10. 10. However, small organisations spend slightly more than medium sized organisations with £1,298 per manager per year compared with £1,204. Large organisations, on average, spend £1,572 per manager per year. Large organisations are more likely to evaluate their MLD using, on average, 18.3 different types of evaluation compared with 14.4 methods in small organisations. Profile of high It is significant that the 30 per cent of organisations that were self-rated as high performing performers across a range of performance measures, were based across all industry organisations sectors and sizes of organisations. Forty-two per cent of this group were small organisations with less than 250 employees and 43 per cent were large organisations, medium sized companies were not well-represented at only 16 per cent of the sample. Although the top performers were predominantly from the private sector, 13 per cent were from the public sector and 12 per cent were from not-for-profit organisations. The public sector reported the highest average level of spend per manager, which also indicates that investment alone will not drive up performance. Thirty one per cent of the high performers had headquarters outside the UK, while international organisations made up only 24 per cent of the overall survey sample. This finding reflects other studies that show higher levels of management and organisation performance among multinationals (Tamkin, Mabey and Beech, 2006). Conclusion This research set out to identify the impact of MLD on organisational performance, and because of the chain of impact, the link between MLD and individual performance. The findings provide clear evidence that the level of investment in MLD, the alignment of HR and business strategy and the commitment to MLD within an organisation, alongside effective HR practices and the evaluation of MLD, have a significant impact on organisational performance. In addition, the amount of effective MLD received by an individual, and the presence of a skilled line manager, has a significant impact on an individual’s competence, approach to work and, above all, employee engagement – which also have a positive impact on the performance of the organisation. Low Performance Mid Performance High Performance Level of management effectiveness: Effective 39% 65% 80% Ineffective 61% 35% 20% Highly engaged 30% 67% 83% Opportunity to use skills and knowledge 41.3% 52.8% 54.2% Have the skills and knowledge to progress career 44.0% 45.8% 54.2% HR alignment (mean scores, max.=30) 20 21 24 MLD commitment (mean scores, max.=15) 8 9 10 MLD activities for employees (mean number of types of activity) 6.2 6.5 6.6 MLD activity for CEOs (mean number of types of activity) 5.2 5.7 6.1 Financial commitment £1,275 £1,320 £1,738 HR (mean number of practices) 2.44 2.78 3.11 Evaluation (number of ways of evaluating MLD) 14.4 17.5 22.7 Table 1: Key characteristics of MLD provision based on organisational performance10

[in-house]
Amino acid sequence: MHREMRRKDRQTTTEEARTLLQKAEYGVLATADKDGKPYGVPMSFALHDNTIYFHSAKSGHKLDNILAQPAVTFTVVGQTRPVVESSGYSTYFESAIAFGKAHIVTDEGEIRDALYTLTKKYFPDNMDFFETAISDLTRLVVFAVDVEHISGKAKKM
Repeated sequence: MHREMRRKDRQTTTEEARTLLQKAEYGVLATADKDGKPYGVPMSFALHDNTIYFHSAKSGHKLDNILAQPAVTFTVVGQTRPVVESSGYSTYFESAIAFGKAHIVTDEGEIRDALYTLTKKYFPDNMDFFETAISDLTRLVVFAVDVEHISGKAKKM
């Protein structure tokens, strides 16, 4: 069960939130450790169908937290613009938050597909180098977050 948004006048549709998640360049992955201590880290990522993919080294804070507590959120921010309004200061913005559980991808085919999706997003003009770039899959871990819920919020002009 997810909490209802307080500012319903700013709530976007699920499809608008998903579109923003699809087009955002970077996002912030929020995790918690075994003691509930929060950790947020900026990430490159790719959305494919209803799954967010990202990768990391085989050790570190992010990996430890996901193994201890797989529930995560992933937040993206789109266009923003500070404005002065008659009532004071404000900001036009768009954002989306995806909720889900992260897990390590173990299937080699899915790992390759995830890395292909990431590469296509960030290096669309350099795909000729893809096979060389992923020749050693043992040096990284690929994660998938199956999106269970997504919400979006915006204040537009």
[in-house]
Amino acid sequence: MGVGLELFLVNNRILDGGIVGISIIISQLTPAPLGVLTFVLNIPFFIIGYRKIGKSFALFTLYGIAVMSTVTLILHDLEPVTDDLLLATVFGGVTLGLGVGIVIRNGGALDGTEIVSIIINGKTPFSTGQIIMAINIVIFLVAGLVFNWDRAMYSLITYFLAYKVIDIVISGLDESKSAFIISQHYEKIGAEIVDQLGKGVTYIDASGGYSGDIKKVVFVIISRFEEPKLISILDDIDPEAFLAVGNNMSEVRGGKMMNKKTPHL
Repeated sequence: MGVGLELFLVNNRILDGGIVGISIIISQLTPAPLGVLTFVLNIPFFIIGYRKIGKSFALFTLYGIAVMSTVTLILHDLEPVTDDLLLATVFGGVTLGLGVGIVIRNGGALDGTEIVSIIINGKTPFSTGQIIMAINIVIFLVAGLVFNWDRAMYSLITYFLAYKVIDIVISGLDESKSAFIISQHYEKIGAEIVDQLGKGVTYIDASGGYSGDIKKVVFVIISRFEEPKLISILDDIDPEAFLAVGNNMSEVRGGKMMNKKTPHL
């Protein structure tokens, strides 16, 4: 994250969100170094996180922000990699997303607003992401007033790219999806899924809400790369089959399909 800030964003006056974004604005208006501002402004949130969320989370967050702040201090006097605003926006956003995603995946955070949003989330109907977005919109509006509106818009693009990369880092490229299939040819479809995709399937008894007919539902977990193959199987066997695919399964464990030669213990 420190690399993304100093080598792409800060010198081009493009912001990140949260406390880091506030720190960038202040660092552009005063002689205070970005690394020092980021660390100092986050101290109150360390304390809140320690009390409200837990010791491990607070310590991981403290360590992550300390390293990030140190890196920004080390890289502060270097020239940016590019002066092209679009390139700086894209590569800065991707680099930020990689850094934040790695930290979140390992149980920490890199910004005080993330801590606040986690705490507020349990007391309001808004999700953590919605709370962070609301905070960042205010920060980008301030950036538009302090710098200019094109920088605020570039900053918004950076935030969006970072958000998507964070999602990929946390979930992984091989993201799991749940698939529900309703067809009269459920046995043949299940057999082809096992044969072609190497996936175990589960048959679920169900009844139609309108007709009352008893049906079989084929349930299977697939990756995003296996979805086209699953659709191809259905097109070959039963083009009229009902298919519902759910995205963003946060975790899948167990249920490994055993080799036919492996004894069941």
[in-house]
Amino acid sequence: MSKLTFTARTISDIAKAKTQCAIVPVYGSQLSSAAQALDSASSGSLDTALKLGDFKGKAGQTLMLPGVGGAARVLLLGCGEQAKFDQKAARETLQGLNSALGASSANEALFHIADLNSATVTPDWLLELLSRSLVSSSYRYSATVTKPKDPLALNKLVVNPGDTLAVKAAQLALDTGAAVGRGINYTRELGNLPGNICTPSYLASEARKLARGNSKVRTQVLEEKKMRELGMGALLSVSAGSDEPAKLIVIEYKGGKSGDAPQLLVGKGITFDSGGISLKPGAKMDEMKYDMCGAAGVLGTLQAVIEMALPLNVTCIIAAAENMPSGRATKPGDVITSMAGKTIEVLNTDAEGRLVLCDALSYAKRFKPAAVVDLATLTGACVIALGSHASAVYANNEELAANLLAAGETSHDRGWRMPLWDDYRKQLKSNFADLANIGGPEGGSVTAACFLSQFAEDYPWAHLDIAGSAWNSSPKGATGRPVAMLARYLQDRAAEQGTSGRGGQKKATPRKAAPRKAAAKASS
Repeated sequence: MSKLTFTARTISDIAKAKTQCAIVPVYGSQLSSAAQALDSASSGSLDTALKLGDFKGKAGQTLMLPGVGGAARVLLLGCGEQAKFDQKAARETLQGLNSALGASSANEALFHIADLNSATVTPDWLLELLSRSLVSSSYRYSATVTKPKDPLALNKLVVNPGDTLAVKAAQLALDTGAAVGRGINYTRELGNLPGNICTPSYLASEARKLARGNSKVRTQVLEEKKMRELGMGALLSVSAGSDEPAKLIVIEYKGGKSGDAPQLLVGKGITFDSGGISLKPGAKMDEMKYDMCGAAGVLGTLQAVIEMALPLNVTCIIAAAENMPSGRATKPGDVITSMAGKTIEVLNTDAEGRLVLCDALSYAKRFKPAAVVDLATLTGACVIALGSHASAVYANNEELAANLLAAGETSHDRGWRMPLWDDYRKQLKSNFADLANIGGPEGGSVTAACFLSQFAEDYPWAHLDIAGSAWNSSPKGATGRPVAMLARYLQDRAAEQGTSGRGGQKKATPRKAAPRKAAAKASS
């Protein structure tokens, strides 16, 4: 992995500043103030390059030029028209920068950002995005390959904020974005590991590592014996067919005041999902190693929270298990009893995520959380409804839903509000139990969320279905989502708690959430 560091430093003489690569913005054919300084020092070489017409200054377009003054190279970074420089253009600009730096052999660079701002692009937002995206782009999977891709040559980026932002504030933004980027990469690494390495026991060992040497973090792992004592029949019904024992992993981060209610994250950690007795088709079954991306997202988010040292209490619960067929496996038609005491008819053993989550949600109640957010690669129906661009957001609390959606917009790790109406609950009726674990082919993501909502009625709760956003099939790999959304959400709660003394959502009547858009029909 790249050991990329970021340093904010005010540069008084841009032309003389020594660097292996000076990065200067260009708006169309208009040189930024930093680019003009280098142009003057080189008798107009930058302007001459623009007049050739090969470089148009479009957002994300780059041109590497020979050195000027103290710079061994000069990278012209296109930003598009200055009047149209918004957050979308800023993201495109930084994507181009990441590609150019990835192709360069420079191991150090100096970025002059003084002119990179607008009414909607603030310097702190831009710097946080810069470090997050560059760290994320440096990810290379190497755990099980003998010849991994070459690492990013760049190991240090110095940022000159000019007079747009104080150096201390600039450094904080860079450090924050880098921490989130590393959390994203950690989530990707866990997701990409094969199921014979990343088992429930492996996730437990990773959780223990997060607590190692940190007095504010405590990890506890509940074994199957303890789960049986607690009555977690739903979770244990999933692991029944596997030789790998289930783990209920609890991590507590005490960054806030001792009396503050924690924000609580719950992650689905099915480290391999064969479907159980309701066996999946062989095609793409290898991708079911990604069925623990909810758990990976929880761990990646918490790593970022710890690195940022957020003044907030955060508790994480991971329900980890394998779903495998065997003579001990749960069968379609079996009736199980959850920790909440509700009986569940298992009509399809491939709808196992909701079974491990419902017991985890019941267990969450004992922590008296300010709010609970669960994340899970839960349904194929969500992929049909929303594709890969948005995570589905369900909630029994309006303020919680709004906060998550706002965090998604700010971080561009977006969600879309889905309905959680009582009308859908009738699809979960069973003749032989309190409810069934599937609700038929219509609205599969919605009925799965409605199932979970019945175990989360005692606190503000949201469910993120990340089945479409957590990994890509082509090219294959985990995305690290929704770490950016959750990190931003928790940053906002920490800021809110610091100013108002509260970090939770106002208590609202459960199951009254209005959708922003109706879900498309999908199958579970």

11. 11. Recommendations For employers CEOs and Board Directors must take responsibility for ensuring that leaders and managers’ skills and capabilities, at all levels, are effective and aligned to the organisation’s strategy. The high performing organisations in this study have a clearly differentiated approach that provides clear recommendations for those seeking to gain more impact from their MLD. High performing organisations’ top level managers show commitment to MLD •• Be clear about the organisation’s leadership ‘brand’ and what is expected of all managers and leaders •• Challenge senior leaders on their commitment to developing managers at all levels of the organisation •• Provide role models at the highest level with CEOs and senior managers demonstrating their personal commitment to learning •• Smaller organisations may need to network with other organisations to co-commission MLD and share best practice. Effective line managers achieve high employee engagement High performing companies have more effective line managers – who are key to driving higher levels of employee engagement: •• Develop management capability: develop core competencies and knowledge of management practices through formal learning such as qualifications •• Provide bespoke development solutions which are aligned to specific skills and competencies, learning styles and career stage •• Value behaviours: coaching by both line managers and external practitioners was especially valued by senior managers, and something they would have appreciated receiving sooner in their careers •• Ensure managers are able to have effective career conversations to help align personal aspirations with the organisation’s goals and values. High performing organisations spend more on MLD •• Provide sufficient resources and commitment to development, even during tough times. Development is a long-term strategic investment that feeds the leadership pipeline for years to come •• Despite high levels of expenditure, many organisations are not achieving the desired results in terms of improved management effectiveness. All MLD investment should be strategically aligned to the business plan and targeted at managers’ specific development needs. 11